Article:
Fernand Lalonde retired from the federal public service in 2001 after serving in many roles including General Secretary of the National Joint Council, Executive Director of Appeals and Investigations for the Public Service Commission of Canada, and Director of Personnel Services, Parks Canada. Mr. Lalonde is a former President of the Canadian Public Personnel Management Association, and is currently a consultant providing services in union-management relations and dispute resolution. He was appointed to the Commission in May 2005.
Christiane Rabier is currently Chair of the Department of Political Science and Vice-Dean of Social Sciences and Humanities at Laurentian University in Sudbury. Ms. Rabier is active within the francophone community in Sudbury, and has worked on a program for francophone women to attend post-secondary studies. She served as a consultant with TV Ontario on Continuing Education, and as a volunteer with Canada’s Special Olympics in 1998 and Operation Red Nose in 1999. Ms. Rabier was appointed to the Commission in April 1999.
Ghulam Abbas Sajan
Ghulam Abbas Sajan served as a senior management auditor with the Management Board Secretariat of Ontario, and was awarded a “Lifetime Achievement Award” in 2005. Previously, he was employed by KPMG in Uganda and the United Kingdom. An active member of the Shi’a Islamic Community, he was president of the Jaffari Islamic Centre and currently, among many other activities, is involved with Mosaic Interfaith Group, Markham Race Relations Committee and Jaffari Islamic Housing Corporation. In 2001, he was honoured with a Government of Canada award for outstanding service and contribution as a volunteer. Mr. Sajan was appointed to the Commission in May 2005.
Bhagat Taggar is a Chartered (UK) and Professional (Ontario) Engineer with diverse international community experience. He served as a vice chair of race relations, and a city and regional councillor in England, and as an engineer in Zimbabwe. In Canada, he was the chairperson of Panorama India, Lion’s club member, Professor of Engineering at Centennial College and a business owner. Mr. Taggar was appointed by the Governor General of Canada (1996) as chairperson of the Employment Insurance Board for the Ontario regional division (Scarborough). He was awarded the Queen’s Golden Jubilee Medal for community service 2002. Mr. Taggar was appointed to the Commission in May 2005.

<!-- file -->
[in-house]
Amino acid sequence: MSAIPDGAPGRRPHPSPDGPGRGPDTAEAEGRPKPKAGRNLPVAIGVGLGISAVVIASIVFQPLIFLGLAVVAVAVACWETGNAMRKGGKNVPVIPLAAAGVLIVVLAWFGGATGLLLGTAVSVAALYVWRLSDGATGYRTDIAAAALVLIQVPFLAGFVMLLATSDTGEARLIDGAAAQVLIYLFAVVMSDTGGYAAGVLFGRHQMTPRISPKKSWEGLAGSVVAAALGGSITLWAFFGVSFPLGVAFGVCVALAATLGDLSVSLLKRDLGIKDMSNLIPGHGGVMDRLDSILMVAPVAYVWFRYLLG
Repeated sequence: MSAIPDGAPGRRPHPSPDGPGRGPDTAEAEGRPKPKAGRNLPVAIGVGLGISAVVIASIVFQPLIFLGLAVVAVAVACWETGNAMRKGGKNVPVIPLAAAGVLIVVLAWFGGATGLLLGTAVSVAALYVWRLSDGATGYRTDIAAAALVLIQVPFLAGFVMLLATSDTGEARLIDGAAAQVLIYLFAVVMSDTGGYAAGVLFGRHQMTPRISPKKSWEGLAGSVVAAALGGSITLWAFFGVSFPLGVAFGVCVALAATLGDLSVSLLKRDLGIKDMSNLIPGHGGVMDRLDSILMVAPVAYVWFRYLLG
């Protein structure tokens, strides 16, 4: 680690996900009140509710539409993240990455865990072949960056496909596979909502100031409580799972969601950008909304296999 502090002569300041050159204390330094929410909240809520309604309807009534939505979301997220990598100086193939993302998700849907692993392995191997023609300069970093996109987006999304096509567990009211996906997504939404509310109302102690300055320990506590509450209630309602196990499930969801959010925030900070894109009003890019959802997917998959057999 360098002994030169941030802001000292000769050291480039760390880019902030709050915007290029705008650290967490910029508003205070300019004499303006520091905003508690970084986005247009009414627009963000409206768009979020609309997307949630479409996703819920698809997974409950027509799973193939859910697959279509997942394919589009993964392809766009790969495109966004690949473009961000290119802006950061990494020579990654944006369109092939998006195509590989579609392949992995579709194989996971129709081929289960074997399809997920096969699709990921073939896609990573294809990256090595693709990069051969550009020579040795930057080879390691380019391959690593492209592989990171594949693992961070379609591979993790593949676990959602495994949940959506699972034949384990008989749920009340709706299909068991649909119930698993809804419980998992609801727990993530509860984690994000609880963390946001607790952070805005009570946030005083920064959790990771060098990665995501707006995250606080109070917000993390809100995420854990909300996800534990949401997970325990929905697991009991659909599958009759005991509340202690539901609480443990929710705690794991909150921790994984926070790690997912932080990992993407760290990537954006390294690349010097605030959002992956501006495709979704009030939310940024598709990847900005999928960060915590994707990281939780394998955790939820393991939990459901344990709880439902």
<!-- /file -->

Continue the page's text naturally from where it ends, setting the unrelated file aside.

Richard Théberge is a lawyer by training, a policy analyst and accessibility consultant. Previously with the federal government, he has analyzed and developed policies in connection with business and corporate law. He has volunteered with youth and disability communities and currently serves as President of the Ottawa Independent Living Resource Centre. Mr. Théberge was recognized as a patron of deaf youth by the Jules Leger Centre in Ottawa, and was awarded for his years of work with the Canadian Council of Independent Laboratories. He was appointed to the Commission in February 2002.
Maggie Wente is a lawyer with Olthius Kleer Townshend, representing First Nations and Band Councils. She has also worked with the Ontario Federation of Indian Friendship Centres and the University of Toronto Community Legal Clinic. Currently she is a board member of the Aboriginal Legal Services of Toronto and formerly Board Co-Chair of the Women’s Counselling, Referral and Education Centre. She is a member of both the Canadian Bar Association and the Indigenous Bar Association. She was appointed to the Commission in October 2006.
Albert Wiggan has been a chef and business owner for over 20 years, and has received several community service awards. He is a frequent speaker to young people at secondary schools on behalf of literacy and people with learning disabilities. He was appointed to the Commission in September 2006.